I do understand the need some perceive though. If you think about the use case of an air bnb or warmshowers host for example. Being able to remotely set up one time access codes is a desire I can understand.

  9. Anonymous Coward
    Anonymous Coward

    More of this IoT Shit? Thanks for the Spam again!

    El Reg slates both sloppy IoT security and infinite Google 'Slurp', so why promote Nest? At least review more gaming netbooks and desktops first, before promoting Google! Sorry to be blunt, but c'mon please Reg team!

  10. Anonymous Coward
    Anonymous Coward

    Don’t disarm when unlocking the door

    Don’t disarm when unlocking the door. You should get inside and close the door before disarming. If not then it encourages the violent (burglars for high end properties, rapists, etc) to hide behind you and rush you when you open the door. Also another reason to have a secondary panic alarm unset point on tag or a duress code on a pin code system.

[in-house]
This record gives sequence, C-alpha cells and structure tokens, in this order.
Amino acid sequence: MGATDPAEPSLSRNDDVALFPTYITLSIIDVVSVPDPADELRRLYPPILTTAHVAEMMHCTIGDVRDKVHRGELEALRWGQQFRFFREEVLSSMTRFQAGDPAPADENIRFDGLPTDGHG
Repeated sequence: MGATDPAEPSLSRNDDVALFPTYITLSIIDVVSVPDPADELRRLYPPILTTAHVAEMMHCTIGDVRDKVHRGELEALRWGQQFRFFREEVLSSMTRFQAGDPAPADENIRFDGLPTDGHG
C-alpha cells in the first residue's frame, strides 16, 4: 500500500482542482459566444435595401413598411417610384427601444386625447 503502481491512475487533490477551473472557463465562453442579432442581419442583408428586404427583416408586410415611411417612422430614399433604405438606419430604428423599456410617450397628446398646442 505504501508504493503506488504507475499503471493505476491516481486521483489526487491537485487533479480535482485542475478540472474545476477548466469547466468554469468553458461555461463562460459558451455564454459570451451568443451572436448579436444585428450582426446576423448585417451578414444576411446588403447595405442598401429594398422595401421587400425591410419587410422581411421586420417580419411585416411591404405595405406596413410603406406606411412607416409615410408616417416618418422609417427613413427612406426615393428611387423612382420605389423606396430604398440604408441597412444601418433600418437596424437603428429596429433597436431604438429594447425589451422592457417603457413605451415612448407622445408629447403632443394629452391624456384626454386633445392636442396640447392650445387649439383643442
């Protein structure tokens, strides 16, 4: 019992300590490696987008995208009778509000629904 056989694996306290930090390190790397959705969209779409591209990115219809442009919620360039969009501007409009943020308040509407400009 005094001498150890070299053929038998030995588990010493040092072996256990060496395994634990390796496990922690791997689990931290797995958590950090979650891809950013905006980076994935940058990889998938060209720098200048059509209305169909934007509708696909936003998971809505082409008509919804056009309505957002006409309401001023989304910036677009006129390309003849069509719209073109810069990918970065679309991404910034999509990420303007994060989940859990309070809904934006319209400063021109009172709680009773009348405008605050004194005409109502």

1. Anonymous Coward
      Anonymous Coward

      Re: Don’t disarm when unlocking the door

      Yes, that happens with my neighbors - every time they enter the house the alarm fires offs before they disable it (the installers may have a strange idea of delays, or people can't disarm and alarm in time). It happens so frequently that alarms are now useless - every time one goes off you no longer care.

    2. Jamie Jones Silver badge

      Re: Don’t disarm when unlocking the door

      Don’t disarm when unlocking the door. You should get inside and close the door before disarming. If not then it encourages the violent (burglars for high end properties, rapists, etc) to hide behind you and rush you when you open the door.

      The said 'violent' who are waiting for hours in the bushes will decide not to jump you based on when you switch your alarm off?